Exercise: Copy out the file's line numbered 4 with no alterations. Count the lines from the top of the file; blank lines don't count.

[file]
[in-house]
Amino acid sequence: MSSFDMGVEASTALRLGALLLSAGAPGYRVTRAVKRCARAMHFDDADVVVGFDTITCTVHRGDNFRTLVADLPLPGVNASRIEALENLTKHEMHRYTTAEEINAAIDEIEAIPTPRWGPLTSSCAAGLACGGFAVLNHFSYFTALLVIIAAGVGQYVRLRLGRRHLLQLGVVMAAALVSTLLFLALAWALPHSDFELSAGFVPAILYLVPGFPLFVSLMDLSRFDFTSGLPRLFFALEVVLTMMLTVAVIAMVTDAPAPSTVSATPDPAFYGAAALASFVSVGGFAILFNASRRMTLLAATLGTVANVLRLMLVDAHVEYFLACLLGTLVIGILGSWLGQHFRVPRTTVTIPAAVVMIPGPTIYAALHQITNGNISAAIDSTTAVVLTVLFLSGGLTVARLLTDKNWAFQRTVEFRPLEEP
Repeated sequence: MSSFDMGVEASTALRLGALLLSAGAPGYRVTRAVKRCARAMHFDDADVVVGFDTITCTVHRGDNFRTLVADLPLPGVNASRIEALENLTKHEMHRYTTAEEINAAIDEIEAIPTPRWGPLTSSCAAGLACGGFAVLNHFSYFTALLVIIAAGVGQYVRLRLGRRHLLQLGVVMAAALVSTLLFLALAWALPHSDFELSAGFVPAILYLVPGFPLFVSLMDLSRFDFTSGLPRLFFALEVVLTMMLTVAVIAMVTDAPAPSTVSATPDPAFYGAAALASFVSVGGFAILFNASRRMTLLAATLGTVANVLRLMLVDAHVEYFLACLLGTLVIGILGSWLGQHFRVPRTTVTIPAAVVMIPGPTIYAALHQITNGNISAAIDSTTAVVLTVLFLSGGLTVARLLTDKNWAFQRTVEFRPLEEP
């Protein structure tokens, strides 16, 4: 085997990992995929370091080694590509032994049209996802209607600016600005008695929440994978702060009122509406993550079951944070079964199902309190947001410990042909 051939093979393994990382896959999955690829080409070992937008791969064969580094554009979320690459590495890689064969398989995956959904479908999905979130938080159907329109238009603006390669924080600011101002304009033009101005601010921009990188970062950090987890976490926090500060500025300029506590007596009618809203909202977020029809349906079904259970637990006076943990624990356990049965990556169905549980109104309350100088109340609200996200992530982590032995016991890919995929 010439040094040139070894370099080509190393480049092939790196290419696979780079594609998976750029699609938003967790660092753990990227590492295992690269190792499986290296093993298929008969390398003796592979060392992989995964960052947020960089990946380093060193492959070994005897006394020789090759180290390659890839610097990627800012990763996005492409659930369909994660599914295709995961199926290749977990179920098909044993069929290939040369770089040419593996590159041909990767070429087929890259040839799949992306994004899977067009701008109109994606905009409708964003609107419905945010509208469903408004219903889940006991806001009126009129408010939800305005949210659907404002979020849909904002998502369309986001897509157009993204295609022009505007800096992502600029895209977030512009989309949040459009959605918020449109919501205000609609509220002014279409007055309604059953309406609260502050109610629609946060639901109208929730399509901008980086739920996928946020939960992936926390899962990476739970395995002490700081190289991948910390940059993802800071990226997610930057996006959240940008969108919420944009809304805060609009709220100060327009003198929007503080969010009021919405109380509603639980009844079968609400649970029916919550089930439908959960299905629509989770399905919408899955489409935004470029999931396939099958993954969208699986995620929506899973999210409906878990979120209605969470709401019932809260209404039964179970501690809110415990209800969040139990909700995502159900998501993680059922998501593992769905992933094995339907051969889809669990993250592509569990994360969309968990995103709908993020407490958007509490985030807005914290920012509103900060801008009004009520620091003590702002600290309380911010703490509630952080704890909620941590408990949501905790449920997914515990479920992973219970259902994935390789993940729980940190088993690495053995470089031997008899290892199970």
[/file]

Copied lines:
């Protein structure tokens, strides 16, 4: 085997990992995929370091080694590509032994049209996802209607600016600005008695929440994978702060009122509406993550079951944070079964199902309190947001410990042909 051939093979393994990382896959999955690829080409070992937008791969064969580094554009979320690459590495890689064969398989995956959904479908999905979130938080159907329109238009603006390669924080600011101002304009033009101005601010921009990188970062950090987890976490926090500060500025300029506590007596009618809203909202977020029809349906079904259970637990006076943990624990356990049965990556169905549980109104309350100088109340609200996200992530982590032995016991890919995929 010439040094040139070894370099080509190393480049092939790196290419696979780079594609998976750029699609938003967790660092753990990227590492295992690269190792499986290296093993298929008969390398003796592979060392992989995964960052947020960089990946380093060193492959070994005897006394020789090759180290390659890839610097990627800012990763996005492409659930369909994660599914295709995961199926290749977990179920098909044993069929290939040369770089040419593996590159041909990767070429087929890259040839799949992306994004899977067009701008109109994606905009409708964003609107419905945010509208469903408004219903889940006991806001009126009129408010939800305005949210659907404002979020849909904002998502369309986001897509157009993204295609022009505007800096992502600029895209977030512009989309949040459009959605918020449109919501205000609609509220002014279409007055309604059953309406609260502050109610629609946060639901109208929730399509901008980086739920996928946020939960992936926390899962990476739970395995002490700081190289991948910390940059993802800071990226997610930057996006959240940008969108919420944009809304805060609009709220100060327009003198929007503080969010009021919405109380509603639980009844079968609400649970029916919550089930439908959960299905629509989770399905919408899955489409935004470029999931396939099958993954969208699986995620929506899973999210409906878990979120209605969470709401019932809260209404039964179970501690809110415990209800969040139990909700995502159900998501993680059922998501593992769905992933094995339907051969889809669990993250592509569990994360969309968990995103709908993020407490958007509490985030807005914290920012509103900060801008009004009520620091003590702002600290309380911010703490509630952080704890909620941590408990949501905790449920997914515990479920992973219970259902994935390789993940729980940190088993690495053995470089031997008899290892199970």